The goats and sheep immediately spotted us, or rather the food, which arrives every morning for their daily milking ritual. Hovering on the perimeter of the group was a sheep with her shaky 2 day old lamb – I couldn’t think of a more perfect way to spend an hour in the morning. The luscious rolling hills of High Corbiere where time just evaporates at the expense of patient activity, the outside world simply isn’t important nor exists.

The livestock are reared for consumption – the sheep for meat and the goats for milk. The younger sheep will be mature for summer slaughter, though surprisingly their fleeces aren’t able to be sold so just thrown away - In past times fleeces were used to fill mattresses but, alas there is no demand today.

The elder goats are about 5 years old and some are suckling young. On average Huget and Francoise reap about 5 litres of milk per day, all by hand. Each goat was tethered and fed whilst the process of milking was carried out, though this was certainly a two person job: Francois, the Artisan and Huguet wielding a stick to gently tap away the rest of the greedy mouths – their turn will arrive soon. I did try to milk a goat, holding tightly and squeezing the warm velvety teat but extracted not a drop!The whole process took about 40 minutes, the finale watching all the animals being fed. Before we bumped our way homewards I was offered a taste of the still warm milk – I expected an acidic and perhaps sour flavour and was amazed by its delicate creaminess. Delicious and what a treat! Francois drove us home to begin the cheese making whilst he was off to feed the rabbits.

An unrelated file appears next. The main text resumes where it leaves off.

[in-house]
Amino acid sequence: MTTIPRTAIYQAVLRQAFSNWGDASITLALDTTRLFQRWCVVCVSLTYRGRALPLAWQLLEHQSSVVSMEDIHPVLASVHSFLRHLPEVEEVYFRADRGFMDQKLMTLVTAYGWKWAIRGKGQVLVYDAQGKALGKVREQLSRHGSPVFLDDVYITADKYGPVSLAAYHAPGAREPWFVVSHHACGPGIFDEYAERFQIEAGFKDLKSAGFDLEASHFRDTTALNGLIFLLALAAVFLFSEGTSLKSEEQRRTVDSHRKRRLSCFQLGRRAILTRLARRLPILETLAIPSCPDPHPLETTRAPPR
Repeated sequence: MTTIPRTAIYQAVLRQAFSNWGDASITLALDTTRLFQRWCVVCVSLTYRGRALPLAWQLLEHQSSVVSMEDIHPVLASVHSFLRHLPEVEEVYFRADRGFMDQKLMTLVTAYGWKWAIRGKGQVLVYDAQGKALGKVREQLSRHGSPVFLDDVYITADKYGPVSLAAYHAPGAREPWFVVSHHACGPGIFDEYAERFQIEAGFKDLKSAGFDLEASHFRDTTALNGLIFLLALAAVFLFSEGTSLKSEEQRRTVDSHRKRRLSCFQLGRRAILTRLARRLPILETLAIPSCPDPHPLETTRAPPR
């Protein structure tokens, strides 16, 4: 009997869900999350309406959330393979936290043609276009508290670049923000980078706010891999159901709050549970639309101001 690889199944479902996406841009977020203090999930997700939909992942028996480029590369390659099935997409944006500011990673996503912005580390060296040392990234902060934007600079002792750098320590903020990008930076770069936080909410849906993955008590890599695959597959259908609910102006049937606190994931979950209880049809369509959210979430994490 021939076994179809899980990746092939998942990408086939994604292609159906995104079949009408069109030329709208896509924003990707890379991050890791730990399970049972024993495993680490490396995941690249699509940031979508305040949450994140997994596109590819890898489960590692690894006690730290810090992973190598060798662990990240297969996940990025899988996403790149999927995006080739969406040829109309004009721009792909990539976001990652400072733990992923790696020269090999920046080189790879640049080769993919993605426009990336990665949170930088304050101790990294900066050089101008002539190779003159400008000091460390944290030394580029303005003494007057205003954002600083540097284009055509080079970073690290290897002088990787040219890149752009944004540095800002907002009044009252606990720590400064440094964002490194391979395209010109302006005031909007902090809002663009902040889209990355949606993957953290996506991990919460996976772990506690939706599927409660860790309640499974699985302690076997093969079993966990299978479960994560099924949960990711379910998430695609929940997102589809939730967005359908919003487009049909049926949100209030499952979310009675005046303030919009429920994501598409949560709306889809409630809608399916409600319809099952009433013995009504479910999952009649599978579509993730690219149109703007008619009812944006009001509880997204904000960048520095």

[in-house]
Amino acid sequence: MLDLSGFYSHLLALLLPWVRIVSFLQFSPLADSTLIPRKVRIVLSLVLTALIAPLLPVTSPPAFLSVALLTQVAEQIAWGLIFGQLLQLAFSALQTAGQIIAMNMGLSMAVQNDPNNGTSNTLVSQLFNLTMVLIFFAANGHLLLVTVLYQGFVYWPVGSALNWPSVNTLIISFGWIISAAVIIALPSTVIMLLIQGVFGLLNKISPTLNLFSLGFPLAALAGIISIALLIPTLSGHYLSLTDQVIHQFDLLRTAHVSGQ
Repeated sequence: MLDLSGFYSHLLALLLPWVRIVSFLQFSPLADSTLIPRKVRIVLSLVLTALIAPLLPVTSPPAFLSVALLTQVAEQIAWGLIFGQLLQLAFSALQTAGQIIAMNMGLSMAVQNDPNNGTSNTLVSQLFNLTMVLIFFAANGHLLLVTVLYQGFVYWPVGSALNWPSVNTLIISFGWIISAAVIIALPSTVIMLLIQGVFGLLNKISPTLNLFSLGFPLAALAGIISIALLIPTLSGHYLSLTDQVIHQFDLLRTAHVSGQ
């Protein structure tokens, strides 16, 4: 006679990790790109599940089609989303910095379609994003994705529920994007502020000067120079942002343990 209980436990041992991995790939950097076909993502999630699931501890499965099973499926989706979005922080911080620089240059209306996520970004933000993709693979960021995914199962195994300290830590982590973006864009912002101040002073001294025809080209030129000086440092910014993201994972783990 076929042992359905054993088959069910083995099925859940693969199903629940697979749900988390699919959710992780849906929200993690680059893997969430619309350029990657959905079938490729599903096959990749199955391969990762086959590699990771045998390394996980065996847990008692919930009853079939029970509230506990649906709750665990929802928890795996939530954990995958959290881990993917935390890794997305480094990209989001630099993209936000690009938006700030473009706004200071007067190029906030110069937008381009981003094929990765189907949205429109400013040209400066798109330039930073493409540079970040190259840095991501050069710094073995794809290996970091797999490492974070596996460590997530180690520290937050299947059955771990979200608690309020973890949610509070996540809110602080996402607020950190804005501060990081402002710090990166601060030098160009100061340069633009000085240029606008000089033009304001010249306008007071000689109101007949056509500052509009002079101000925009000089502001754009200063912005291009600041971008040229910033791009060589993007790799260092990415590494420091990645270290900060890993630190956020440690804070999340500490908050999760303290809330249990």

Huguet's Goats Milk Cheese

It really is difficult to find the vocabulary to describe the silky, velvety taste of this cheese. My advice when visiting Bouisse is to find Huguet and persuade her to sell one to you then find a shady spot, open a cold bottle of Chardonnay wine and enjoy the tranquillity.

1. With the freshest possible goats milk, pass it through a 'nonwoven' filter paper which will remove any impurities.

2. Pour the filtered milk into a large pan and heat to 20 degrees C, holding the temperature for 2 minutes. Remove from the heat and add 2 drops of rennet (Huget used Maret) per litre of milk.

3. Rest the milk in a cool place for 24 hours when they

curds and whey will separate.

4. Using a sieve, drain the curds from the whey: At this stage it is possible to use as either a yoghurt or fromage frais - add a little sugar and fruit for a breakfast treat or serve as dessert.

Alternatively, strain in a mould to produce a soft cheese. After about 24 hours the cheese is ready to be tipped out of the mould then eaten though the longer the cheese is stored the dryer the consistency and the stronger the flavour. Store on racks in a cool dry place.

Goats Cheese, Tomato & Walnut Salad

Crumble the goats cheese and toastd walnuts over sliced tomatoes then swirl with fruity olive oil. Serve with crusty bread.

Goats Cheese with Walnuts & Honey

Drizzle a flowery honey over the cheese and sprinkle with crumbled walnuts. Spread on crackers or fresh bread.